Todd v. Cincinnati
RECOMMENDED FOR FULL-TEXT PUBLICATION Pursuant to Sixth Circuit Rule 206 File Name: 06a0046p.06
UNITED STATES COURT OF APPEALS
FOR THE SIXTH CIRCUIT _________________
X Plaintiff-Appellant, No. 05-3343 v. > , CITY OF CINCINNATI, Defendant-Appellee. N Appeal from the United States District Court for the Southern District of Ohio at Cincinnati. No. 03-00032--Timothy S. Hogan, Magistrate Judge.
Argued: February 2, 2006 Decided and Filed: February 3, 2006 Before: MERRITT, MARTIN, and GILMAN, Circuit Judges. _________________ COUNSEL
ARGUED: Mark Joseph Byrne, JACOBS, KLEINMAN, SEIBEL & McNALLY, Cincinnati, Ohio, for Appellant. William C. Hicks, CITY SOLICITOR'S OFFICE FOR THE CITY OF CINCINNATI, Cincinnati, Ohio, for Appellee. ON BRIEF: Mark Joseph Byrne, JACOBS, KLEINMAN, SEIBEL & McNALLY, Cincinnati, Ohio, for Appellant. Augustine Giglio, CITY SOLICITOR'S OFFICE FOR THE CITY OF CINCINNATI, Cincinnati, Ohio, for Appellee. _________________ OPINION _________________ MERRITT, Circuit Judge. This is a factual "disability" case arising under the "beingregarded-as-having-such-an-impairment" provision of the Americans with Disabilities Act of 1990, 42 U.S.C. § 12102(2)(C). The Act prohibits a "covered entity," including a municipality, from discriminating "against a qualified individual with a disability because of the disability of such individual in regard to . . . hiring, advancement . . . and other terms, conditions, and privileges of employment." 42 U.S.C. § 12112(a). The Act defines "disability" in non-obvious ways, including as "a physical or mental impairment that substantially limits . . . the major life activities of such individual," and as "being regarded as having such an impairment" by the employer. § 12102(2). The plaintiff, Rick Todd, is a former Cincinnati police officer who, in 1992 at age 37, was granted a disability pension due to degenerative disc disease acquired as a result of injuries during his police employment. The single issue before us is whether the District Court erred in granting summary judgment to the defendant City. It found as a matter of law that city police officials did 1
Todd v. City of Cincinnati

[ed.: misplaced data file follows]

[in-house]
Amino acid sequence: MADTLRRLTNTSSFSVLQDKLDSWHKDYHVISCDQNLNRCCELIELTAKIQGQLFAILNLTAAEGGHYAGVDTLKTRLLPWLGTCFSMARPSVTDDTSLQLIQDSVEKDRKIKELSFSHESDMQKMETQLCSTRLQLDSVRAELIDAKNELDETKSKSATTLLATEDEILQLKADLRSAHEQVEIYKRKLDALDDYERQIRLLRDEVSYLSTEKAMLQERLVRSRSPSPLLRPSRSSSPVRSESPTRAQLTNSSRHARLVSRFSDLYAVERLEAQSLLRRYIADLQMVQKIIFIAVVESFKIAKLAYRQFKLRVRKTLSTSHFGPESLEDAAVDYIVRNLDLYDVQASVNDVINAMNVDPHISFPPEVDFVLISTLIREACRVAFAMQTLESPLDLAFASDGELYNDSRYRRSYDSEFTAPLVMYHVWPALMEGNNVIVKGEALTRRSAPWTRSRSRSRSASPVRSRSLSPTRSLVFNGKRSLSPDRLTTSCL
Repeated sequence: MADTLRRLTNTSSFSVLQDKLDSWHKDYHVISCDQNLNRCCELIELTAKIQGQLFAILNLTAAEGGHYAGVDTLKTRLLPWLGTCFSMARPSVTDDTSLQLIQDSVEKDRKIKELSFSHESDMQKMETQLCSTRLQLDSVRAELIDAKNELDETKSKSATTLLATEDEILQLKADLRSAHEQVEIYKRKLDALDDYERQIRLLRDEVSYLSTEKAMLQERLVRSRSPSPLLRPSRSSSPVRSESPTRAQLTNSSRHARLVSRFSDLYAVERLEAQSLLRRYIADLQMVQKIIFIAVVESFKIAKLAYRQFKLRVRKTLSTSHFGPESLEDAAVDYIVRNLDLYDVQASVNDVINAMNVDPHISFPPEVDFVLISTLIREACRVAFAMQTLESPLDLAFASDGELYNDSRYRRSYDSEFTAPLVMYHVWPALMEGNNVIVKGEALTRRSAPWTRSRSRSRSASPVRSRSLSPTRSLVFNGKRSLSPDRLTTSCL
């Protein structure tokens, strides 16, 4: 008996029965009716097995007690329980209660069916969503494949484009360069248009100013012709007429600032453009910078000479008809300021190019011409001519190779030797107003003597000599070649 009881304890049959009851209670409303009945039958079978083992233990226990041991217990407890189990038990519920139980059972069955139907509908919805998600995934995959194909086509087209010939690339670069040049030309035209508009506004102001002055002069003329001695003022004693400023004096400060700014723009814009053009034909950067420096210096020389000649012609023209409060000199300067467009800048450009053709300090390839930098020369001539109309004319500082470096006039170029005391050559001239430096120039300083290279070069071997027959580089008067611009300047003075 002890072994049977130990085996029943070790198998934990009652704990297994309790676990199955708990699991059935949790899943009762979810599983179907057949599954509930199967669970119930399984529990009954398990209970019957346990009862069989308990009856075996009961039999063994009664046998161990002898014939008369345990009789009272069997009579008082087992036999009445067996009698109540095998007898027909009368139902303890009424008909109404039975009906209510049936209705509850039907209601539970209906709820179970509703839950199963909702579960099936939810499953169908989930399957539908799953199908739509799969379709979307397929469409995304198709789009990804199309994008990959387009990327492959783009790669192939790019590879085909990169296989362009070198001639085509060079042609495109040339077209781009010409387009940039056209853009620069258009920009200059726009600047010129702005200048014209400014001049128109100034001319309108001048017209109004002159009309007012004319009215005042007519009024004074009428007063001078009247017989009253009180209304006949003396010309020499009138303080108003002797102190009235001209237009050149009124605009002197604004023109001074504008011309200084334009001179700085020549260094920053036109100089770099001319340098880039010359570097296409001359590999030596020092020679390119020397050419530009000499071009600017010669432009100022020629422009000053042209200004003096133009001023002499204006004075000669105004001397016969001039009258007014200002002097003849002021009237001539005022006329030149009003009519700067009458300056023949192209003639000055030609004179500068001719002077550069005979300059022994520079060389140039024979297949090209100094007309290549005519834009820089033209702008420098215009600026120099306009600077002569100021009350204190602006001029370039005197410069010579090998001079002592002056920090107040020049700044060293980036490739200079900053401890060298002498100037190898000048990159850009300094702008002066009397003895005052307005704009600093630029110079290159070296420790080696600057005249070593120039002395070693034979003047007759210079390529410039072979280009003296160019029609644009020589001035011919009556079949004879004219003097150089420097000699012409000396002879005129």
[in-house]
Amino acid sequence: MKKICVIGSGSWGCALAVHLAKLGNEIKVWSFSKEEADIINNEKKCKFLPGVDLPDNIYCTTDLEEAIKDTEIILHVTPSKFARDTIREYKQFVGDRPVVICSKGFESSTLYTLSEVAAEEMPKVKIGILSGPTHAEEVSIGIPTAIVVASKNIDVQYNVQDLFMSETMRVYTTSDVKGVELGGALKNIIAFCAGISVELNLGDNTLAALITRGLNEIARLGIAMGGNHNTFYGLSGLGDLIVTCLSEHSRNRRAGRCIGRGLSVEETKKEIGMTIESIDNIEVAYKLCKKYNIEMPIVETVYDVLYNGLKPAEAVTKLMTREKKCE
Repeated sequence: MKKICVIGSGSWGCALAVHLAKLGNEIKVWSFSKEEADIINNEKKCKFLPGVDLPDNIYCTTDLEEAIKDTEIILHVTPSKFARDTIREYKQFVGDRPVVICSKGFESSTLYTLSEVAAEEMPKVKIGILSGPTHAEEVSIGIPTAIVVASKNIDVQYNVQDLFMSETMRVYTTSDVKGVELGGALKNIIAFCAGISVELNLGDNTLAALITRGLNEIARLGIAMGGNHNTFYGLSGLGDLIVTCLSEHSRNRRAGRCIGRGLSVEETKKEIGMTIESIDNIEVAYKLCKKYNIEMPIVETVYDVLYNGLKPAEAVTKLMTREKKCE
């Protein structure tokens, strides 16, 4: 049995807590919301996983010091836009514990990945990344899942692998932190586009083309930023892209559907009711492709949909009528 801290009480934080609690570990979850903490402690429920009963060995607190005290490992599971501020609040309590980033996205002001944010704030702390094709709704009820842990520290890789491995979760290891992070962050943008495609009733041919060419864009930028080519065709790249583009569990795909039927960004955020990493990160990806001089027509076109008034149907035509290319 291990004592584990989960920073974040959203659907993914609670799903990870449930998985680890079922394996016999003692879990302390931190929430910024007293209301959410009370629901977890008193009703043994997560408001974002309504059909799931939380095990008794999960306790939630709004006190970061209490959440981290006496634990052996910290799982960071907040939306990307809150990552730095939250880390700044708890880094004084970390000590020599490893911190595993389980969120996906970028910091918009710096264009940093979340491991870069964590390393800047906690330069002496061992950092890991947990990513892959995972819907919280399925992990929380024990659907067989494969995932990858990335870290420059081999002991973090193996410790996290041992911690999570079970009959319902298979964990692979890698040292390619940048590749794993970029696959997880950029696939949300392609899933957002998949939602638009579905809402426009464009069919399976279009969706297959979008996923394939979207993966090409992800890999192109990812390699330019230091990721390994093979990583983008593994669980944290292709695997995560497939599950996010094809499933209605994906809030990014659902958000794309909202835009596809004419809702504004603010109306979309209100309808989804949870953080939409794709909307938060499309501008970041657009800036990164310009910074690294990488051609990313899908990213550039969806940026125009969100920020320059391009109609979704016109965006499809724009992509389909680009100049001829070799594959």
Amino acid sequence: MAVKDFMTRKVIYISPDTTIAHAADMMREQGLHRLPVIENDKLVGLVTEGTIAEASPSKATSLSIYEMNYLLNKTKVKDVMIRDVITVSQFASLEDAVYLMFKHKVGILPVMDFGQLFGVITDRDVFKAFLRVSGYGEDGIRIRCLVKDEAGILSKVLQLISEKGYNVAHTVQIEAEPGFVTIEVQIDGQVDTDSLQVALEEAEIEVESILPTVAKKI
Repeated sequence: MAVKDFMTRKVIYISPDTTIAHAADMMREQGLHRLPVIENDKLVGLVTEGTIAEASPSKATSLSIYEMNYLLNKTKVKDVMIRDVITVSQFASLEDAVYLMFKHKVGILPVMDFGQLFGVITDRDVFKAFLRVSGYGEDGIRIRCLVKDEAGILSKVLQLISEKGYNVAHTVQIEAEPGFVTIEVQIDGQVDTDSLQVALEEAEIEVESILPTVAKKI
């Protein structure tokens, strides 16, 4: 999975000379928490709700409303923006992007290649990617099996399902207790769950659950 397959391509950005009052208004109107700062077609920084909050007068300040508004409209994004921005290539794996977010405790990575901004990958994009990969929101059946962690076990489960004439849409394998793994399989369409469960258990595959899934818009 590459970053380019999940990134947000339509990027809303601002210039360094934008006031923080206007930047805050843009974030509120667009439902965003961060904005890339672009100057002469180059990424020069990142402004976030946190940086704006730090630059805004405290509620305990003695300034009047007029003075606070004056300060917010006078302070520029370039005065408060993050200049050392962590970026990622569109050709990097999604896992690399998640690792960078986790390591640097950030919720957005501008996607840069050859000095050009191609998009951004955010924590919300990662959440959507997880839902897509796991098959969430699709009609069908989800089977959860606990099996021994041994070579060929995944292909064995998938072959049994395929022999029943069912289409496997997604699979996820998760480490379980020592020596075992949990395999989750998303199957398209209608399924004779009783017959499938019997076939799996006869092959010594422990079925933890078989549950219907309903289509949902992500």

not "regard" plaintiff as disabled and did not refuse in 1996 to employ him as a firearms instructor because they "regarded" him as disabled. We review this question de novo and conclude that there was a material dispute of fact between the plaintiff and the City on this question. The only question we have before us in this case is a narrow one. It is whether the plaintiff offered material evidence sufficient to overcome summary judgment that police officials denied him the job because they "regarded him as disabled." We do not have before us any question concerning whether he in fact had a "physical . . . impairment that substantially limits . . . major life activities" or a "record of such an impairment" under 42 U.S.C. § 12102(2)(A) and (B). Neither do we have before us the question of whether the plaintiff is an otherwise "qualified individual with a disability" who "can perform the essential functions of the employment position" either "with or without reasonable accommodation" within the meaning of 42 U.S.C. § 12111(8) and (9). No such questions are raised or briefed in this appeal. On the question of whether the police officials in charge of deciding whether plaintiff should be employed as a firearms instructor "regarded him as disabled," plaintiff offered evidence that two of the police officials in charge of hiring a firearms instructor at the police firing range, Captain Kenneth Jones and Sgt. Douglas Ventre (the two officials who had devised the qualifications for the job) made statements and notes during the interviewing process of candidates for the job that showed that they thought plaintiff should be rejected because of the medical disability for which he was given a disability pension. Sgt. Ventre in his deposition made many statements that he had serious doubts that plaintiff could "physically do the demanding work" required. Ventre testified that even though the plaintiff explained at length in the interviewing process that he was physically able to do the work, "I still had a doubt" because "how can you go out [on a disability pension] with a back injury and still -- then come back now and say you can pick something up that was, you know, fairly heavy?" (J.A. at 202-03.) The plaintiff also offers Sgt. Ventre's deposition testimony that another applicant for the same job, Chuck Newsom, who was born with only his thumb and his index finger on one hand, was disqualified because of this disability. Ventre was asked in the deposition whether he thought Newsom would have trouble performing the duties of the job: "[Do you think that] because of the disability he had, some people may not respect him as much as another person that didn't have the disability?" Ventre replied, "Right. As cruel as it is, it's a fact of life." (J.A. at 207.) Ventre testified that he doubted that either the plaintiff or Newsom should be given the job because of their disabilities: Q: And then we had Newsom and we also had Todd [the plaintiff], who had physical disabilities, which in your mind may have limited their ability to completely be able to do the job as it was supposed to be done? A: (J.A. at 209.) Captain Jones, another police hiring official, also interviewed the plaintiff. With regard to plaintiff's medical condition, there were no questions asked in the depositions about what Jones said to plaintiff during the interviewing process. In his affidavit, however, plaintiff stated that Captain Jones asked a number of questions regarding his herniated disc disability and "whether I could do any lifting whatsoever," and that it was clear from the interview that Captain Jones doubted that plaintiff could perform the job due to his back problem. (J.A. at 67-68.) Right.